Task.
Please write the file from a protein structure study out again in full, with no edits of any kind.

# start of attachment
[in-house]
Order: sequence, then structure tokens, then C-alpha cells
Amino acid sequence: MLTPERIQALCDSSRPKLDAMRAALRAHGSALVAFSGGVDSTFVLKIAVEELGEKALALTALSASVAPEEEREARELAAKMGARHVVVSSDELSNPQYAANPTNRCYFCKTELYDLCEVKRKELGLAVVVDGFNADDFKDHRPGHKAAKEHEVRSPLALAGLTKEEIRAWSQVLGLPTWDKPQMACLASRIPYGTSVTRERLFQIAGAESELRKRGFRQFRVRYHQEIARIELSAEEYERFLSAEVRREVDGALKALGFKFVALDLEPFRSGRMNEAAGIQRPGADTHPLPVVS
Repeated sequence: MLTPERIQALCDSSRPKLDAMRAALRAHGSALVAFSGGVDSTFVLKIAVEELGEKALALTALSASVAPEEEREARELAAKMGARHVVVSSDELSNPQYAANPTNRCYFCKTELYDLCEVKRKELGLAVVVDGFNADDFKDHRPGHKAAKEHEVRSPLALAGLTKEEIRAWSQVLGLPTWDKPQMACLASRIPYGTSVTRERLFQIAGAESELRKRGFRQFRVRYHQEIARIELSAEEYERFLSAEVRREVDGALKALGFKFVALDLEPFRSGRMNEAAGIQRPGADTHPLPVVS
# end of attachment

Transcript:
[in-house]
Order: sequence, then structure tokens, then C-alpha cells
Amino acid sequence: MLTPERIQALCDSSRPKLDAMRAALRAHGSALVAFSGGVDSTFVLKIAVEELGEKALALTALSASVAPEEEREARELAAKMGARHVVVSSDELSNPQYAANPTNRCYFCKTELYDLCEVKRKELGLAVVVDGFNADDFKDHRPGHKAAKEHEVRSPLALAGLTKEEIRAWSQVLGLPTWDKPQMACLASRIPYGTSVTRERLFQIAGAESELRKRGFRQFRVRYHQEIARIELSAEEYERFLSAEVRREVDGALKALGFKFVALDLEPFRSGRMNEAAGIQRPGADTHPLPVVS
Repeated sequence: MLTPERIQALCDSSRPKLDAMRAALRAHGSALVAFSGGVDSTFVLKIAVEELGEKALALTALSASVAPEEEREARELAAKMGARHVVVSSDELSNPQYAANPTNRCYFCKTELYDLCEVKRKELGLAVVVDGFNADDFKDHRPGHKAAKEHEVRSPLALAGLTKEEIRAWSQVLGLPTWDKPQMACLASRIPYGTSVTRERLFQIAGAESELRKRGFRQFRVRYHQEIARIELSAEEYERFLSAEVRREVDGALKALGFKFVALDLEPFRSGRMNEAAGIQRPGADTHPLPVVS